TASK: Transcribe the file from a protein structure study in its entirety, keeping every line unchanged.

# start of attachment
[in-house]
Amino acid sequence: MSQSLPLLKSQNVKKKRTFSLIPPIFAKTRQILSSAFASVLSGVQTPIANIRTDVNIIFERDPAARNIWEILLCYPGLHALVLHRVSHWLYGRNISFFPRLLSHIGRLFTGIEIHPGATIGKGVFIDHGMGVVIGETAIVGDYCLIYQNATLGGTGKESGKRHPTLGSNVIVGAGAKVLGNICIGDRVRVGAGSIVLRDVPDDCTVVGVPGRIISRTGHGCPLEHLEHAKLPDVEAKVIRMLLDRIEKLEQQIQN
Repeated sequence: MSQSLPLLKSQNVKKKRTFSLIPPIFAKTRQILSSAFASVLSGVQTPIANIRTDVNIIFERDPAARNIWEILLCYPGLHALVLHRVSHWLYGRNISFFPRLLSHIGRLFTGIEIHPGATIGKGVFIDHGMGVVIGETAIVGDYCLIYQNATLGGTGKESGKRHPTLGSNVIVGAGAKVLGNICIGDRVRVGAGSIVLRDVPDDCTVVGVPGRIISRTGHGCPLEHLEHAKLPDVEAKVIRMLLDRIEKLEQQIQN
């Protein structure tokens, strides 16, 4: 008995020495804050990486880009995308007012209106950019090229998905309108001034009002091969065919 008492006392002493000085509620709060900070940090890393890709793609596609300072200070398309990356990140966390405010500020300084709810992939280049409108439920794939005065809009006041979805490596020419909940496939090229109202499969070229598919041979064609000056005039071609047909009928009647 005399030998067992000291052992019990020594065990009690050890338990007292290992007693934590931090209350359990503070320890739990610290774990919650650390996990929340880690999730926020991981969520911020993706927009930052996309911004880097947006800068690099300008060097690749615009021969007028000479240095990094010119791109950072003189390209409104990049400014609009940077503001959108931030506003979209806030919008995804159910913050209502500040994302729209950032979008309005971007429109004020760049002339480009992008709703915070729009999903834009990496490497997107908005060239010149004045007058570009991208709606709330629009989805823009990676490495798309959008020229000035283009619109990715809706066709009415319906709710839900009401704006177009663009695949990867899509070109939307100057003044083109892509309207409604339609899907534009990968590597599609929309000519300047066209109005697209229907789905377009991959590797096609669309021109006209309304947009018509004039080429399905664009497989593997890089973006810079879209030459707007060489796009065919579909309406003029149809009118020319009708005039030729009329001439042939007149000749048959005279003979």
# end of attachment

[in-house]
Amino acid sequence: MSQSLPLLKSQNVKKKRTFSLIPPIFAKTRQILSSAFASVLSGVQTPIANIRTDVNIIFERDPAARNIWEILLCYPGLHALVLHRVSHWLYGRNISFFPRLLSHIGRLFTGIEIHPGATIGKGVFIDHGMGVVIGETAIVGDYCLIYQNATLGGTGKESGKRHPTLGSNVIVGAGAKVLGNICIGDRVRVGAGSIVLRDVPDDCTVVGVPGRIISRTGHGCPLEHLEHAKLPDVEAKVIRMLLDRIEKLEQQIQN
Repeated sequence: MSQSLPLLKSQNVKKKRTFSLIPPIFAKTRQILSSAFASVLSGVQTPIANIRTDVNIIFERDPAARNIWEILLCYPGLHALVLHRVSHWLYGRNISFFPRLLSHIGRLFTGIEIHPGATIGKGVFIDHGMGVVIGETAIVGDYCLIYQNATLGGTGKESGKRHPTLGSNVIVGAGAKVLGNICIGDRVRVGAGSIVLRDVPDDCTVVGVPGRIISRTGHGCPLEHLEHAKLPDVEAKVIRMLLDRIEKLEQQIQN
């Protein structure tokens, strides 16, 4: 008995020495804050990486880009995308007012209106950019090229998905309108001034009002091969065919 008492006392002493000085509620709060900070940090890393890709793609596609300072200070398309990356990140966390405010500020300084709810992939280049409108439920794939005065809009006041979805490596020419909940496939090229109202499969070229598919041979064609000056005039071609047909009928009647 005399030998067992000291052992019990020594065990009690050890338990007292290992007693934590931090209350359990503070320890739990610290774990919650650390996990929340880690999730926020991981969520911020993706927009930052996309911004880097947006800068690099300008060097690749615009021969007028000479240095990094010119791109950072003189390209409104990049400014609009940077503001959108931030506003979209806030919008995804159910913050209502500040994302729209950032979008309005971007429109004020760049002339480009992008709703915070729009999903834009990496490497997107908005060239010149004045007058570009991208709606709330629009989805823009990676490495798309959008020229000035283009619109990715809706066709009415319906709710839900009401704006177009663009695949990867899509070109939307100057003044083109892509309207409604339609899907534009990968590597599609929309000519300047066209109005697209229907789905377009991959590797096609669309021109006209309304947009018509004039080429399905664009497989593997890089973006810079879209030459707007060489796009065919579909309406003029149809009118020319009708005039030729009329001439042939007149000749048959005279003979």